How do you turn your vehicle into a Wi-Fi hotspot on those long haul journeys? Let’s find out!
1. Use your smartphone to connect to the Internet
If you don't have an option, you could always use your phone’s data plan to connect devices to the Internet. Simply go to Settings and turn on your personal hotspot. You can connect more than 5 devices to this hotspot. The only problem is that you’ll use up your data plan quickly and your phone battery will run out of juice if you forget to plug it into a charging point. Besides, your plan won’t deliver a fast connection if many devices are connected to it. You could check your Wi-Fi speed by installing an easy to use app like WiFi Patrol. If you’re not happy with the speed and you have a bunch of data hungry kids in the back, ditch the phone’s data plan and look at your other options.
2. Built-in Wireless
Auto manufacturers are constantly adding new features to new makes and models. Cars now come with built-in wireless Internet connection systems. It may not always be a standard feature on all new models. You may have to purchase it as an optional feature. Since it’s already integrated into the car, you’ll have outstanding signal strength. You’ll also find it easy to connect devices at the touch of a few buttons. Moreover, the system is covered by the manufacturer’s warranty. Built-in wireless systems automatically run updates so your vehicle will always have the latest software. This is another advantage of having a built-in wireless system. The only drawback is that manufacturers begin by giving you a free trial, but once the trial period ends you’ll have to buy a monthly wireless plan. This plan can be expensive when you stream a lot of data.
3. Using a mobile hotspot device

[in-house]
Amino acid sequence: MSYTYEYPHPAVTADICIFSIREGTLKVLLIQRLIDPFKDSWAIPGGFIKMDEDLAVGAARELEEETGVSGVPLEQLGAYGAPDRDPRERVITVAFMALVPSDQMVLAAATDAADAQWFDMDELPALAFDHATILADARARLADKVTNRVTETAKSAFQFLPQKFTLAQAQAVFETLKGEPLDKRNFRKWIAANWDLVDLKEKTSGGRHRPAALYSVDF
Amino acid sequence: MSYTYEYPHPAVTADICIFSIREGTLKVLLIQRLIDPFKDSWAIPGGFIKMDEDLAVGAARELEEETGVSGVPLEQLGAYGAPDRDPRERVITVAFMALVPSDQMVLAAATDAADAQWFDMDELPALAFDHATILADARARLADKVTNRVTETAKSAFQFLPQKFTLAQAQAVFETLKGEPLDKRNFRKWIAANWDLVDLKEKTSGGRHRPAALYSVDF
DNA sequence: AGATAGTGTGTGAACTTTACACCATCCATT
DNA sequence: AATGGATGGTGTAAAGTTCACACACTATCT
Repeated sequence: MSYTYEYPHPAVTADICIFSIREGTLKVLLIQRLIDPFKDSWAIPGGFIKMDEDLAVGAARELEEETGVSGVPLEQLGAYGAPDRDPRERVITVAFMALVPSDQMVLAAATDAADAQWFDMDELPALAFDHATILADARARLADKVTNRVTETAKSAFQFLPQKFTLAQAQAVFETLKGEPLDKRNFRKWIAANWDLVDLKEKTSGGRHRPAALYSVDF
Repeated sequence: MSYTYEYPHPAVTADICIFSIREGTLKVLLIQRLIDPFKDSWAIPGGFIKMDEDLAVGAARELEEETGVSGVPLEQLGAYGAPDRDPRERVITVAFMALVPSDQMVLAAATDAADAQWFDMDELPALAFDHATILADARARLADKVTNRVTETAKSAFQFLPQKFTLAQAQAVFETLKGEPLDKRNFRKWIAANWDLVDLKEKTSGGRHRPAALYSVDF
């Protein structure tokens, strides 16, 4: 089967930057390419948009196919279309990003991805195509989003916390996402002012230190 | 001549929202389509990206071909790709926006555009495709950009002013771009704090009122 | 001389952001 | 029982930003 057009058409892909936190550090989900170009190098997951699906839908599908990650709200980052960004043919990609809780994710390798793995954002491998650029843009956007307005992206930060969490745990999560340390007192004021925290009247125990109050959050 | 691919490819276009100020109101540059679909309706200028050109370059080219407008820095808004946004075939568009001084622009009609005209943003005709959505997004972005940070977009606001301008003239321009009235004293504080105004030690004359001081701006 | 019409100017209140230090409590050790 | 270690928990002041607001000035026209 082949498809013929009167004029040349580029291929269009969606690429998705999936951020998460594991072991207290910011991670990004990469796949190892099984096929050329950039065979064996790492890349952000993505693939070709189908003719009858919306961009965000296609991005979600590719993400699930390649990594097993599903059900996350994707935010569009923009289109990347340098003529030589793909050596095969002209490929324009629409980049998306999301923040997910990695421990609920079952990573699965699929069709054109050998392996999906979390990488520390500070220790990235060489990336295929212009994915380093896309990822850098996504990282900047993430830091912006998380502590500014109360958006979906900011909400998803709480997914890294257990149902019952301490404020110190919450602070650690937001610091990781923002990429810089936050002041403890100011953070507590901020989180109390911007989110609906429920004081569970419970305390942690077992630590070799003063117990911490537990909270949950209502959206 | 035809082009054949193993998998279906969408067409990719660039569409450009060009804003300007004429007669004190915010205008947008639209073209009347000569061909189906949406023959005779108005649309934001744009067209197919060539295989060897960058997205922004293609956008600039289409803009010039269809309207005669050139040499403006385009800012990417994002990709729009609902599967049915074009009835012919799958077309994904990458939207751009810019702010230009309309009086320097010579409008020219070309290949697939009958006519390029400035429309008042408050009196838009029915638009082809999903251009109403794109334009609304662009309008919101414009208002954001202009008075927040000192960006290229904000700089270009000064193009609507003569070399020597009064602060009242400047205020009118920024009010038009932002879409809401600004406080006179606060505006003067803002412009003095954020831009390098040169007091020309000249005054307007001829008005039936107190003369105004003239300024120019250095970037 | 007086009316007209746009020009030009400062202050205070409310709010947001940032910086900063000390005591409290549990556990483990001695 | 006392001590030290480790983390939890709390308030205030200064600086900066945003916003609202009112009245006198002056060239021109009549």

If you have an older vehicle which doesn’t have a built-in wireless system, you could use a mobile hotspot device for your car Wi-Fi needs. It’s a small portable device that allows you to connect a few devices to the Internet. Some hotspot devices come with dual bands abilities and built-in GPS support. They’re also designed to work in countries all across the globe. You could either buy a monthly wireless data plan or a prepaid plan for the device. Depending on the device you purchase, you can connect 8 to 10 people to the hotspot. The drawbacks? People complain about poor battery performance, no data rollover on the plans and expensive data plans. You may not even get great coverage in certain areas. Thus it’s best to compare plans and look up hotspot device reviews online before making a choice.
4. Install aftermarket Wi-Fi systems
If you don’t have a new vehicle with a built-in Wi-Fi system, you could look for aftermarket devices that offer you Wi-Fi connectivity. Autonet mobile’s CarFi offers high-speed connections for up to 20 users. What’s great about systems like these is that they don’t drop connections even when the vehicle is travelling at high speeds. What’s more is that they come with expandable storage. This makes it easier for you to store and share movie and music files. While some devices come with docking stations, others have to be integrated into the dash. Users will have to get them installed by professionals. This adds to the overall cost of owning and using a Wi-Fi device.
Although people use high-speed cellular modems to browse the Internet, there will come a time when these devices will enable vehicles to do much more than one can imagine. Dashboards will turn into screens that display movies, videos and maps. These features will only be made possible through high-speed wireless Internet connections in the car.